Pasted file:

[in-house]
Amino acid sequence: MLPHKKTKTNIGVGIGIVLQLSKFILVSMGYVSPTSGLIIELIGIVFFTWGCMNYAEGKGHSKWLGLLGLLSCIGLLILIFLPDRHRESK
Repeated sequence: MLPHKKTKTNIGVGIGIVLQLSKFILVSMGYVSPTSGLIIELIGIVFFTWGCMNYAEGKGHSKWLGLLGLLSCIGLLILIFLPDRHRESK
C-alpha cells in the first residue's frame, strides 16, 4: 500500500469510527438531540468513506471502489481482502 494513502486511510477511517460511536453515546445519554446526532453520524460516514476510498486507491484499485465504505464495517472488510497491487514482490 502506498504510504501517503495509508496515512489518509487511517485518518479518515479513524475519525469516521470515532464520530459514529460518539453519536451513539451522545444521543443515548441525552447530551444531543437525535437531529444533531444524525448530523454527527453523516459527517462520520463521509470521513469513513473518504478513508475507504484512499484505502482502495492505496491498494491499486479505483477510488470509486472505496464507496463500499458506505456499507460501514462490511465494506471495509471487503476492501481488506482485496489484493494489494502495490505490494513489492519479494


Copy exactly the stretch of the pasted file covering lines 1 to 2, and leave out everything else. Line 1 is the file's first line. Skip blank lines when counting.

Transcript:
[in-house]
Amino acid sequence: MLPHKKTKTNIGVGIGIVLQLSKFILVSMGYVSPTSGLIIELIGIVFFTWGCMNYAEGKGHSKWLGLLGLLSCIGLLILIFLPDRHRESK